introduction | at the workshop | resources

Daniela K. Rosner, Hannah Perner-Wilson, Jie Qi, Leah Buechley

Extended Abstract [ PDF ]

As technologies, finely bound books are compact, durable forms passed from one generation to the next. As handcrafted objects, they exemplify manual control and dexterity, patience and care, and continuity with the past. Paper-based electronic books, by contrast, are relatively new objects that enable an undetermined range of interactions with the page. Here we explore connections between centuries-old and contemporary building techniques by adding electronics to traditional binds. What past material interactions might be worth retaining? How could we revisit gilded edges and metal tooling through conductivity? What could the introduction of new conductive fibers tell us about our interactions with books? In this studio, participants will build basic bookbinding and e-textiles skills to enable new material explorations.


Fine bookbinding is an age-old handwork practice that requires detailed understanding of materials and techniques. Through a series of discrete, skilled activities — folding, sawing, sewing, pressing, gluing, chopping, rounding, backing, lining, pairing, staining, covering, and lettering— books develop from parts and pieces into encased archival objects. By contrast, e-textiles activities have recently developed from experiments combining fashion with electrical circuitry. Novel interactive wearables, objects and surfaces push the boundaries of techniques (painting, sewing) and materials (conductive paints and fibers) by producing a variety of unusual forms, from handcrafted textile sensors to computational sketchbooks and painted electronic pop-up books. Here we look at fine bookbinding as a site to explore the intersections of past and future handwork practices.

Studio Proposal

This studio will be structured in four parts. The first part of the studio will involve brief presentations of a personal book that participants bring to the workshop. In order to better understand how a book is structured, participants will spend the second part of the studio learning basic bookbinding techniques by creating a simple book using plain and decorative papers, boards and paste. In the third part of the studio, participants will get a feel for how to integrate a microcontroller and electronic circuitry with one of their books by testing and extending a simple prepared Arduino program. The forth part of the studio will involve material explorations using old books and materials. Techniques will be based on Daniela's ongoing apprenticeship-based qualitative study of fine bookbinding in the UK and US.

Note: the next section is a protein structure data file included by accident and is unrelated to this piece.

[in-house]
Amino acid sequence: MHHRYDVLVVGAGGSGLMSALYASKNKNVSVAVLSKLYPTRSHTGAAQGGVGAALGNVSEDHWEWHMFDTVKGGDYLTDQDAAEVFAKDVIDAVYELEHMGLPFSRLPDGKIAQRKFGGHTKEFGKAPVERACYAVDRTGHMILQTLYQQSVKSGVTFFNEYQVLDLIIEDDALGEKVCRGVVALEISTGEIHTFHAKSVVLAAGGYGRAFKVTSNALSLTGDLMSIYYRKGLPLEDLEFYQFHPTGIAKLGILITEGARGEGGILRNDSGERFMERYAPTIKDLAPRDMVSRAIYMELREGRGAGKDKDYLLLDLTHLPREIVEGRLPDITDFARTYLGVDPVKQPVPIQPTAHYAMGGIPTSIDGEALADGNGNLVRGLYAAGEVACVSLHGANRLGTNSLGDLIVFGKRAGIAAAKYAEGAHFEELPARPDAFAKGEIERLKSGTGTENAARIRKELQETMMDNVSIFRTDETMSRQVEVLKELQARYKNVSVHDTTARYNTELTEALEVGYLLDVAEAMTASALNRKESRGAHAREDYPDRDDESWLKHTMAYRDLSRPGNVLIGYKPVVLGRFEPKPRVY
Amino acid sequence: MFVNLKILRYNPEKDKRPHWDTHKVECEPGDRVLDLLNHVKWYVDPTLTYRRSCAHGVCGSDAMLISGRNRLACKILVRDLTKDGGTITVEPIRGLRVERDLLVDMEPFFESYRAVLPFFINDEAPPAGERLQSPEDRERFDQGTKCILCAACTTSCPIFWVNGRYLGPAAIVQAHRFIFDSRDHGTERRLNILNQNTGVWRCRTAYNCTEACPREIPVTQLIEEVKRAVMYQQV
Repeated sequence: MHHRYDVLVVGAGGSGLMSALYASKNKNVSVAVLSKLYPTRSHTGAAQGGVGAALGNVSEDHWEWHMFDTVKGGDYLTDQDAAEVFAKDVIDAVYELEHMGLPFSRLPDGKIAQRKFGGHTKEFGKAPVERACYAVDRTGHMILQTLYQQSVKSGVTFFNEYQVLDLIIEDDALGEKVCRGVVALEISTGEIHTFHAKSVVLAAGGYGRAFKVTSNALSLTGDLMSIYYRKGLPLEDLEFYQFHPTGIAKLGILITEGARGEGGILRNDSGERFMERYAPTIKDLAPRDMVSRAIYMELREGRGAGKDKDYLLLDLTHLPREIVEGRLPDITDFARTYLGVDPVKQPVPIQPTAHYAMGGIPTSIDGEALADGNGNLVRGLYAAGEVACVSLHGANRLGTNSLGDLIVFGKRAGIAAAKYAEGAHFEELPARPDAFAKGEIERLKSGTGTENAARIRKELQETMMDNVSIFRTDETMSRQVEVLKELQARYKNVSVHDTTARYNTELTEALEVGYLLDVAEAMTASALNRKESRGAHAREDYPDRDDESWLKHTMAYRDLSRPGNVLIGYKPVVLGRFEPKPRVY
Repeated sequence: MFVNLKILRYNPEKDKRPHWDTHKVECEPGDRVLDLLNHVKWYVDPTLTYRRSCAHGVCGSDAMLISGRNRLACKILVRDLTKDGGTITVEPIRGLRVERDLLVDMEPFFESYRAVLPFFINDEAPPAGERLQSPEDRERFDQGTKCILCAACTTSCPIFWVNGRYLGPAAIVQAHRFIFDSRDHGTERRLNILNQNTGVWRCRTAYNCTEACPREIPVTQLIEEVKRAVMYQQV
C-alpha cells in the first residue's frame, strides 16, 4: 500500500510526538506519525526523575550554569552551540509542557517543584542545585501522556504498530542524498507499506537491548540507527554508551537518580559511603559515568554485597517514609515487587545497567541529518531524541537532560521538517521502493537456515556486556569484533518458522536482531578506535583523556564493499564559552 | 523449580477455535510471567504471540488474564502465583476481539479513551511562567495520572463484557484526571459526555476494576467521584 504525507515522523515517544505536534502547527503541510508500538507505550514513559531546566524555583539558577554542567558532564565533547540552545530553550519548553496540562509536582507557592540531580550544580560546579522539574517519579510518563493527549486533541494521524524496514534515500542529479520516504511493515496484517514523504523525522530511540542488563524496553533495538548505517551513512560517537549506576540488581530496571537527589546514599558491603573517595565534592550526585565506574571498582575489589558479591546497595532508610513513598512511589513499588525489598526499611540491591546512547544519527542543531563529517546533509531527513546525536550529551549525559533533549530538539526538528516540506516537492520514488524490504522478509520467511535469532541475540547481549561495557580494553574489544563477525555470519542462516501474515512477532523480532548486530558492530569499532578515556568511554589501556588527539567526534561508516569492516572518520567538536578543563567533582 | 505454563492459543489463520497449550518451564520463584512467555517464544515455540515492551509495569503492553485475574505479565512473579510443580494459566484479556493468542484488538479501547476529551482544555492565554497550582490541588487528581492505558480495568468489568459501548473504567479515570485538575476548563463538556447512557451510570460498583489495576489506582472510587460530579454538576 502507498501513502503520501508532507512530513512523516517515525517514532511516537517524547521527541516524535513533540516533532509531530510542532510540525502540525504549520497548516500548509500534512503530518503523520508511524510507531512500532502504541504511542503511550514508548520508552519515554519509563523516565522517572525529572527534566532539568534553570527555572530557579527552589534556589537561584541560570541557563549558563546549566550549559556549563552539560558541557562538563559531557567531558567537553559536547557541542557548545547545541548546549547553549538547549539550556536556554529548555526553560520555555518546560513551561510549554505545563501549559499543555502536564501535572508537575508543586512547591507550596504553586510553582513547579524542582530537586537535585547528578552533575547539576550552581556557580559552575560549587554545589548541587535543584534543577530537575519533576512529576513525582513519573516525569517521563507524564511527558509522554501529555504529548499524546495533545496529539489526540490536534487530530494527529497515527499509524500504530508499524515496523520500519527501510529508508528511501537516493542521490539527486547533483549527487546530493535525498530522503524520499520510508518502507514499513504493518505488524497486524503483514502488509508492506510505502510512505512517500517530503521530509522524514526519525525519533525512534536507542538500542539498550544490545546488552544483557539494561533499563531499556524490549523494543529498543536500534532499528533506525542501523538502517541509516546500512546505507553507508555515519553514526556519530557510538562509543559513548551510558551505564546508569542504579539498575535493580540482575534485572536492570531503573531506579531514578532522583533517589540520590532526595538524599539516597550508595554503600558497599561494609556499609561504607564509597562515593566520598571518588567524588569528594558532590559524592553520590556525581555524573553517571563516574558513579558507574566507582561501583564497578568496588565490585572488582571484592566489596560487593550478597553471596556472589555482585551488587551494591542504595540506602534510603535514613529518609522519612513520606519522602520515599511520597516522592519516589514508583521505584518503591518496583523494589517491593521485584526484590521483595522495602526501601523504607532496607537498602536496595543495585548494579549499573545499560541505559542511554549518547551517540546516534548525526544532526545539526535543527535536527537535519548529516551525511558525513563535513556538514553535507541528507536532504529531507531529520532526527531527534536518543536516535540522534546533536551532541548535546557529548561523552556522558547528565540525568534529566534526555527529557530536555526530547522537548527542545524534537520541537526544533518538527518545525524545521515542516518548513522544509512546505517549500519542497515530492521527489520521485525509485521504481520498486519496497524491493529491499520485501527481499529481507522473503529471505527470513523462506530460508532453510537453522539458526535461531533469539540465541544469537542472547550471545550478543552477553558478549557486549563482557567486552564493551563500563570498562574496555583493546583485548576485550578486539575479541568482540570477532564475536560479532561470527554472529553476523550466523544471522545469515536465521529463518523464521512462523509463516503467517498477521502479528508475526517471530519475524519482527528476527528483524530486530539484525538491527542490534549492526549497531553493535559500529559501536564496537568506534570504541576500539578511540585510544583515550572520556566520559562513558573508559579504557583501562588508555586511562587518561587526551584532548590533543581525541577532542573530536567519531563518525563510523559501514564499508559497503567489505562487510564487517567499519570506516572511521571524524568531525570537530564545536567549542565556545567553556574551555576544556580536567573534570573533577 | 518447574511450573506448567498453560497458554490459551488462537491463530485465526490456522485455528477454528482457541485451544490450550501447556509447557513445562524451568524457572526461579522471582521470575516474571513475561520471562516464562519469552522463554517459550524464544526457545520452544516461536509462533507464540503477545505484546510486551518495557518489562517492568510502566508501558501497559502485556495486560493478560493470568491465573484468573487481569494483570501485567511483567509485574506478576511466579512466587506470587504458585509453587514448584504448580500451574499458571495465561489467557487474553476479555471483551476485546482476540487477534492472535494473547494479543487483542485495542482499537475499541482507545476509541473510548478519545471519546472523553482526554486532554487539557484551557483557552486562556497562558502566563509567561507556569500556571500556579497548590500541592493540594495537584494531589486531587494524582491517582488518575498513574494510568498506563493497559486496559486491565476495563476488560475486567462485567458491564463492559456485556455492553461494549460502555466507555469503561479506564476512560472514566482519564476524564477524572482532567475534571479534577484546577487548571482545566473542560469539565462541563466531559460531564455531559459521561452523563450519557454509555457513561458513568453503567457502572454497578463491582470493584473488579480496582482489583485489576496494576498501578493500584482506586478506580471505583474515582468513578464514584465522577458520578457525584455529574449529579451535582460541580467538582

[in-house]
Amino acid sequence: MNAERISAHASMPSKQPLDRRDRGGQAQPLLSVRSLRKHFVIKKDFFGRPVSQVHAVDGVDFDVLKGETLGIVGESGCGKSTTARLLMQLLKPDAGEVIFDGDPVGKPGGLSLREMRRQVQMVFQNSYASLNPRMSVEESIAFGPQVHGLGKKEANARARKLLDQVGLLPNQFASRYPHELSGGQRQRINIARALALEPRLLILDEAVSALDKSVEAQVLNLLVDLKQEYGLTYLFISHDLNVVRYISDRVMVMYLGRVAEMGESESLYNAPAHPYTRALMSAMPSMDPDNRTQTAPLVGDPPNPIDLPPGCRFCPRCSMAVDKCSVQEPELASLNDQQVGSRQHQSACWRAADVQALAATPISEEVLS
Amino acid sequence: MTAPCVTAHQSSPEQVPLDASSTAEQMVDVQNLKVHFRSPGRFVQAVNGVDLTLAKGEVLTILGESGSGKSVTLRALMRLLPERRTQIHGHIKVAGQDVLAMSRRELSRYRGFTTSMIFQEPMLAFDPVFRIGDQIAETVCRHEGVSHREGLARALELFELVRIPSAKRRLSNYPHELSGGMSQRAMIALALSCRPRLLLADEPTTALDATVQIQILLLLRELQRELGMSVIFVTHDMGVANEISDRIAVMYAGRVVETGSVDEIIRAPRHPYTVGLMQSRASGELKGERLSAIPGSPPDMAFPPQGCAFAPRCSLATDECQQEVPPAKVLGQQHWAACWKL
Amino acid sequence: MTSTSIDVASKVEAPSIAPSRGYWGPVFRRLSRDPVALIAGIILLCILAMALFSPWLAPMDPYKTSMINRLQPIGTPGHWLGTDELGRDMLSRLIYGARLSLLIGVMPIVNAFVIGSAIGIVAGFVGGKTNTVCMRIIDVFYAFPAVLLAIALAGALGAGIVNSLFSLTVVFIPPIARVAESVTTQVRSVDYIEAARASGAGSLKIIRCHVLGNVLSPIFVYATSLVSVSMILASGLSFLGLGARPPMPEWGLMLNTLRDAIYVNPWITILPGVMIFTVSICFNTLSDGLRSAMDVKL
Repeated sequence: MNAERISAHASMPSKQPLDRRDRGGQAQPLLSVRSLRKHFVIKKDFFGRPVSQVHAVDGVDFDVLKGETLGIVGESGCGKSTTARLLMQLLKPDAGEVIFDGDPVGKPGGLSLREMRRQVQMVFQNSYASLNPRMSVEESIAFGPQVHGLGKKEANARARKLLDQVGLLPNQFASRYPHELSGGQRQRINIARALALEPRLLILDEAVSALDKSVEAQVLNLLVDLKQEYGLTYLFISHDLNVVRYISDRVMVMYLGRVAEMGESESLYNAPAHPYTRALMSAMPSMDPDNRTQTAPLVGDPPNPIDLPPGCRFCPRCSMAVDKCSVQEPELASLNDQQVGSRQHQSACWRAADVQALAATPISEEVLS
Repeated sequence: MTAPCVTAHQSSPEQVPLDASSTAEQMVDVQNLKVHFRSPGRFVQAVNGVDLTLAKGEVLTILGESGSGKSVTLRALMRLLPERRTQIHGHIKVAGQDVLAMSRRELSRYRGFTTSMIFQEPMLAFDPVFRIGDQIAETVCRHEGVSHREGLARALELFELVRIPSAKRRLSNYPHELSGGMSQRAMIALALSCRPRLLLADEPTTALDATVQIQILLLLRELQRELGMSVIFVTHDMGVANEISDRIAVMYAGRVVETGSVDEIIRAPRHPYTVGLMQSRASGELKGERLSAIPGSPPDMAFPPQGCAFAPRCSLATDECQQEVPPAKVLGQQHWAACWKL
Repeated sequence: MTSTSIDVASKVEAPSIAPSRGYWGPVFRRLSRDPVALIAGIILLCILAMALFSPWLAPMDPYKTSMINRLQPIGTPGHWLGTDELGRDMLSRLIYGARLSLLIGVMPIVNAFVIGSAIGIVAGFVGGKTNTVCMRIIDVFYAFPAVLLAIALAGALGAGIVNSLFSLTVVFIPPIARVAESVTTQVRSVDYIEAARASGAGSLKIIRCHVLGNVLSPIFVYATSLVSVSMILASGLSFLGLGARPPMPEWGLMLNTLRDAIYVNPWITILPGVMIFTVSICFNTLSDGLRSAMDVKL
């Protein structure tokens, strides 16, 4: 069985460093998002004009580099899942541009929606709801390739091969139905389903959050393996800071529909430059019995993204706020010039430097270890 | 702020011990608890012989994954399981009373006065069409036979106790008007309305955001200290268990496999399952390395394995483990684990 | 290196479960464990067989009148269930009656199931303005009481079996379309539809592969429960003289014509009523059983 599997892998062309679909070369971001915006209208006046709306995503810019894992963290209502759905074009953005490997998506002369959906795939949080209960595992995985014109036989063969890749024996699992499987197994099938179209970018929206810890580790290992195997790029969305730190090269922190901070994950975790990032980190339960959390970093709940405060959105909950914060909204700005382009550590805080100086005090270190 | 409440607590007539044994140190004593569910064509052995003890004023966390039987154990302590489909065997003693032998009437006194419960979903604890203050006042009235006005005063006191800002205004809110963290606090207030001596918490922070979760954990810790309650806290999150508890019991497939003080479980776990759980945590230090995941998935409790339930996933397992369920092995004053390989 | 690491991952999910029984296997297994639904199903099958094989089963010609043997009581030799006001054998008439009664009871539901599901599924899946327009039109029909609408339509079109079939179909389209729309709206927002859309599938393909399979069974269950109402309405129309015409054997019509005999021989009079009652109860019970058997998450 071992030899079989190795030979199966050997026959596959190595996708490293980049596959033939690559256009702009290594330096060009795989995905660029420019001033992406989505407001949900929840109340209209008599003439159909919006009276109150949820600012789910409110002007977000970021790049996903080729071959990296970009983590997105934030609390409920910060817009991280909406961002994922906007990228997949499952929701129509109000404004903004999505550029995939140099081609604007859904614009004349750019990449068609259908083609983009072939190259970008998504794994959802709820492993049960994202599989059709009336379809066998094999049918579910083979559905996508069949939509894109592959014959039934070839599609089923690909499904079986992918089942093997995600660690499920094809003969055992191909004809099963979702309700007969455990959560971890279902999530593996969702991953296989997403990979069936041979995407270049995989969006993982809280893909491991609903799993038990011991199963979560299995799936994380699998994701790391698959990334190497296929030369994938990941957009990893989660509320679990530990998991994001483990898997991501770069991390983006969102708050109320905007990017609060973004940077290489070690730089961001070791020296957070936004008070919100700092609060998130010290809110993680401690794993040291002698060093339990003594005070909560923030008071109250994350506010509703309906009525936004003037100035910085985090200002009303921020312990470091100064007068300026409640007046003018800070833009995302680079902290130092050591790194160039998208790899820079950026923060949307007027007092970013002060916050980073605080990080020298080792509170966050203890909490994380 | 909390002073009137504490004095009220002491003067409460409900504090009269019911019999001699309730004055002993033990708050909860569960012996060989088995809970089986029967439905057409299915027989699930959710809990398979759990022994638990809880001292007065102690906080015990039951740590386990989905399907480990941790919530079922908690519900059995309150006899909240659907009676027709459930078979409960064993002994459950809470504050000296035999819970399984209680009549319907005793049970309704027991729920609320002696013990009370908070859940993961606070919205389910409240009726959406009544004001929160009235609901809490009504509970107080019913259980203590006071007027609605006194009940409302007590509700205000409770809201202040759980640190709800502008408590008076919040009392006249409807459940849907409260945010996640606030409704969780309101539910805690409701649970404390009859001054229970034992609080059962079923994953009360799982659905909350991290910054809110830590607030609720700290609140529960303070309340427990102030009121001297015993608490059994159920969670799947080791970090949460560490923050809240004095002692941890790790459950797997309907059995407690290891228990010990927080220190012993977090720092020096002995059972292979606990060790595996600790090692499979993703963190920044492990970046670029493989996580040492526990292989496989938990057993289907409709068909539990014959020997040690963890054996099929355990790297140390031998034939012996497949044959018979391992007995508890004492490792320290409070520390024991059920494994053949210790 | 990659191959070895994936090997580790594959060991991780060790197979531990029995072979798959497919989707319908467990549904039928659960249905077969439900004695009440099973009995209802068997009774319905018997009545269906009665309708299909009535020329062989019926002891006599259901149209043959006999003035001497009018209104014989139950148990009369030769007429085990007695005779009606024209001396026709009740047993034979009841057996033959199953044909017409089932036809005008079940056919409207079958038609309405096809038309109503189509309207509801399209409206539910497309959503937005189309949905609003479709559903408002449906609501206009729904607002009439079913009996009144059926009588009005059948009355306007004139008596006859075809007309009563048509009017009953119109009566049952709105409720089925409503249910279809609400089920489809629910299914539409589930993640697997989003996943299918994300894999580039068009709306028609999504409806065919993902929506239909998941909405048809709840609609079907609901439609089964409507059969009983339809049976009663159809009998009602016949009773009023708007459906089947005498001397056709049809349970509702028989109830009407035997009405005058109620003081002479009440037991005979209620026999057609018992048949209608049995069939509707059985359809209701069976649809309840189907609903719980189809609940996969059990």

Our studio is for participants with an intermediate level knowledge of electronics and programming. We expect participants to have the following skills:

  • Basic hardware skills: competence with prototyping simple circuits on a breadboard, such as turning on an LED with a battery and resistor.
  • Basic programming skills with Arduino and either Processing or Java.
  • No prior knowledge of bookbinding is required.

This studio will cover the following topics:

  • Sewing to connect individual pages (“leaves”)
  • Setting and assembling a spine
  • Pasting up end papers and covering boards (“splunging”)
  • Hand tooling with gold/silver foil, gold leaf
  • Creating circuitry with copper tape, conductive fabric tape, conductive glue, conductive thread, velostat, conductive paint (copper and carbon), pencils (graphite),

Studio Learning Goals

We hope that participants will gain a better appreciation for fine binding practices as well as learn basic techniques for integrating electronics with paper and binding. By experimenting with materials, tooling and techniques, participants can extend their existing skills in electronics and computation into the developing paper-based domain.


This workshop was made possible by the generous instruction offered by Brignell Binders and the mentorship and support of Alex Taylor at Microsoft Research Cambridge in the UK.